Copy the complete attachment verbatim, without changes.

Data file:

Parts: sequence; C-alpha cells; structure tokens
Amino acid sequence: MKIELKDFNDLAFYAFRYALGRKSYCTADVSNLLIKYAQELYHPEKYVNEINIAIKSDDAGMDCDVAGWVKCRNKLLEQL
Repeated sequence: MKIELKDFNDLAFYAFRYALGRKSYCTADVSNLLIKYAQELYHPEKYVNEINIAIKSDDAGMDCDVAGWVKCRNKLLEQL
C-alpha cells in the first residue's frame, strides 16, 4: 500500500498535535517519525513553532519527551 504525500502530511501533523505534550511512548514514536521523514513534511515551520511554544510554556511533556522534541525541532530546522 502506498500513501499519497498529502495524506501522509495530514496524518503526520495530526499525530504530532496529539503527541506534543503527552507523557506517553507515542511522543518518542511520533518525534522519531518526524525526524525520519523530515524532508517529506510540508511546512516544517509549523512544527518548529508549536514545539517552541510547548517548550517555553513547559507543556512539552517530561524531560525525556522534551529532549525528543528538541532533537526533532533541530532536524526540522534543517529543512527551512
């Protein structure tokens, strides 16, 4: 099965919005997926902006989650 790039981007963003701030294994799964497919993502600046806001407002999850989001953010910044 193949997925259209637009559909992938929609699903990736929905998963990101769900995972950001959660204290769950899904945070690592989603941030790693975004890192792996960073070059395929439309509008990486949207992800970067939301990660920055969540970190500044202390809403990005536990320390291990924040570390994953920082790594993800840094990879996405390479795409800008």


Parts: sequence; C-alpha cells; structure tokens
Amino acid sequence: MKIELKDFNDLAFYAFRYALGRKSYCTADVSNLLIKYAQELYHPEKYVNEINIAIKSDDAGMDCDVAGWVKCRNKLLEQL
Repeated sequence: MKIELKDFNDLAFYAFRYALGRKSYCTADVSNLLIKYAQELYHPEKYVNEINIAIKSDDAGMDCDVAGWVKCRNKLLEQL
C-alpha cells in the first residue's frame, strides 16, 4: 500500500498535535517519525513553532519527551 504525500502530511501533523505534550511512548514514536521523514513534511515551520511554544510554556511533556522534541525541532530546522 502506498500513501499519497498529502495524506501522509495530514496524518503526520495530526499525530504530532496529539503527541506534543503527552507523557506517553507515542511522543518518542511520533518525534522519531518526524525526524525520519523530515524532508517529506510540508511546512516544517509549523512544527518548529508549536514545539517552541510547548517548550517555553513547559507543556512539552517530561524531560525525556522534551529532549525528543528538541532533537526533532533541530532536524526540522534543517529543512527551512
């Protein structure tokens, strides 16, 4: 099965919005997926902006989650 790039981007963003701030294994799964497919993502600046806001407002999850989001953010910044 193949997925259209637009559909992938929609699903990736929905998963990101769900995972950001959660204290769950899904945070690592989603941030790693975004890192792996960073070059395929439309509008990486949207992800970067939301990660920055969540970190500044202390809403990005536990320390291990924040570390994953920082790594993800840094990879996405390479795409800008």